What will cause the next recession? In 2014 I wrote The Next Recession: Cause and Timing and said, “The Federal Reserve’s unwinding of its stimulus is the most likely cause of the next recession. For a while Europe was the most troubling threat. Although risk still comes to use from Europe and the Middle East, the Fed is now the greatest concern.” I continue to believe that European financial instability is a risk, along with and China’s economic deceleration. At this point, November 2016, though, the greatest risk to the U.S. economy is that businesses hold off spending and hiring until the Trump administration’s policies are clear. (That is not the same as saying that Trump’s policies are bad, just that companies may delay decisions until future policies are more certain.)
How likely is a recession? In October 2016 I wrote Recession Likely in the Next Four Years using “likely” as more than 50-50 odds, but not certain. I continue to believe that. I think the probability of a recession beginning in the next 12 months is about 20 percent, but that’s a judgment call.
Are we already in a recession? I wrote Are We Already In A Recession? (2012 Edition) because I was reading people argue that way. Because of time lags in publication of data, it’s possible for the economy to be in recession before the data show it. And there’s always somebody saying that we are already in a recession. In January 2016 I wrote another such article Are We In Recession Now? quoting a couple of analysts who thought the worst. And since that article was written, we’ve learned 2015 4th quarter had positive growth, as did the first three quarters of 2016. So no, we weren’t in recession already.
How to prepare for recession? Back in 2008 I was quoted by The Florida Times-Union: “For Conerly, preparation should include evaluating how vulnerable your business or family is to a recession, understanding where you are in your own economic cycle and figuring out what you'll do if things get worse.” And then, of course, I wrote a book on this theme, The Flexible Stance: Thriving in a Boom/Bust Economy.
Update: I just answered the question What Is A Recession on my Forbes.com blog.
We're still months away from the election, but my favorite political forecaster, Larry Sabato, has drilled down to important realities in The Electoral College: The Only Thing That Matters. He notes that it's too early to call the contest, but he finds Hillary Clinton to have a strong lead over either Donald Trump or Ted Cruz.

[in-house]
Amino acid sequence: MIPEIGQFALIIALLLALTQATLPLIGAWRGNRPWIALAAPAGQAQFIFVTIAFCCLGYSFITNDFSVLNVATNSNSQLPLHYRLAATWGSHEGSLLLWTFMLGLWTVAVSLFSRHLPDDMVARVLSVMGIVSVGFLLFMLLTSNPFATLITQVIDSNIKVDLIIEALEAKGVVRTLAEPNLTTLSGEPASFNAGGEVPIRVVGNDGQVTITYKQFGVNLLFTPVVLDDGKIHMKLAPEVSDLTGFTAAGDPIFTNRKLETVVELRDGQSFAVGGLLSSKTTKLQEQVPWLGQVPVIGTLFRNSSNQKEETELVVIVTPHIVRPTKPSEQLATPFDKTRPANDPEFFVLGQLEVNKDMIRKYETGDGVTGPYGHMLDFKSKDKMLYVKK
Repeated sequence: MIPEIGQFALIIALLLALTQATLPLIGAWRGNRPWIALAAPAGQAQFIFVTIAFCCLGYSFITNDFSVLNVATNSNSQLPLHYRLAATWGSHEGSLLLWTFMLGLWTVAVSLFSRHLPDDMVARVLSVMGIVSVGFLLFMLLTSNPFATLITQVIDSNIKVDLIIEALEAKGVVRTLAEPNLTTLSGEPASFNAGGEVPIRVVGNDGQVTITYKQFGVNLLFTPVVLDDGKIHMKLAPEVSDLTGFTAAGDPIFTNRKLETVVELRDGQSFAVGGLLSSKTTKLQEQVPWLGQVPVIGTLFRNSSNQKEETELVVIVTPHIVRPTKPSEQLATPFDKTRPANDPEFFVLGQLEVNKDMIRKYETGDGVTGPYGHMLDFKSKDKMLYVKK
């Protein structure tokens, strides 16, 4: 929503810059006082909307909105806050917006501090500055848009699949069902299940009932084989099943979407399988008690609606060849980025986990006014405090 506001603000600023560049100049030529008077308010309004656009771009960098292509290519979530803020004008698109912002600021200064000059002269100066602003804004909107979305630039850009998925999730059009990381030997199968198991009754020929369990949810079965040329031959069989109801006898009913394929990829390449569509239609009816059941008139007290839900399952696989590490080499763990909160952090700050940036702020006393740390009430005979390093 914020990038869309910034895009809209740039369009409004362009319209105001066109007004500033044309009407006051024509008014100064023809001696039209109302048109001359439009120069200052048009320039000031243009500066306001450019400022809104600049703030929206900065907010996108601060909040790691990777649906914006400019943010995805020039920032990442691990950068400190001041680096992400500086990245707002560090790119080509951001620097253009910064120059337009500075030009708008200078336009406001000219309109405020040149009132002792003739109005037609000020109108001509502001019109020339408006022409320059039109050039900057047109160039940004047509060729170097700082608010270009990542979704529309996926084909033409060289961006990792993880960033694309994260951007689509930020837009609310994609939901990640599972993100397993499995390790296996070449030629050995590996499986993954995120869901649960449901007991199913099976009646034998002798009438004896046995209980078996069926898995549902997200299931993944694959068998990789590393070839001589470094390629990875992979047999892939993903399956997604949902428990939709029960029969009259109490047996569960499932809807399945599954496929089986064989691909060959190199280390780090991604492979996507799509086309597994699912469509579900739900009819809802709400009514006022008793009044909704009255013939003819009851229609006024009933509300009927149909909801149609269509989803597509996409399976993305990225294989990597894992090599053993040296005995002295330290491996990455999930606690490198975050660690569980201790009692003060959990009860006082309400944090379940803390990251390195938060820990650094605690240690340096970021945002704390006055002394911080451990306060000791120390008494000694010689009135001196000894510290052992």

As I noted in my Forbes.com article, How Bad Will The New President Be For The Economy, a President Clinton would have difficulty implementing her program if at least one house of Congress is held by Republicans. If Clinton has coattails long enough to pull both houses to the Democrats, then it's time to re-think our economic and investment forecasts. But I'm not there yet.
I often hear commentators saying that we are already in a recession. This could be the case because the data always come out with a time lag. The official arbiter of recessions, the Business Cycle Dating Committee of the non-profit National Bureau of Economic Research, waits some months after data are released to evaluate whether a recession began.
However, it seems that whether we are in good times or bad, someone is claiming that a recession has already started. So I'm going to post the reports I hear, as an historical record of who thinks we're already in recession.
I don't incorporate much politics into my economic forecasts. I'm no better than average at predicting electoral outcomes. Even if I knew who was going to win, I wouldn't know what that person would do as president. (I didn't expect Bush II to push for steel tariffs or a Medicare drug benefit; I didn't expect Obama to maintain war in the Middle East or domestic surveillance without warrants.) And finally, even if I knew who would win and what that president would try to do, I wouldn't know that Congress would go along.
Free Monthly Newsletter The Businomics(TM) Newsletter keeps you up to date in a simple graphical format. We'll email you two or three pages of charts once a month, with Bill's comments. Skim the newsletter for two minutes and you're up to date. View a sample and then sign up.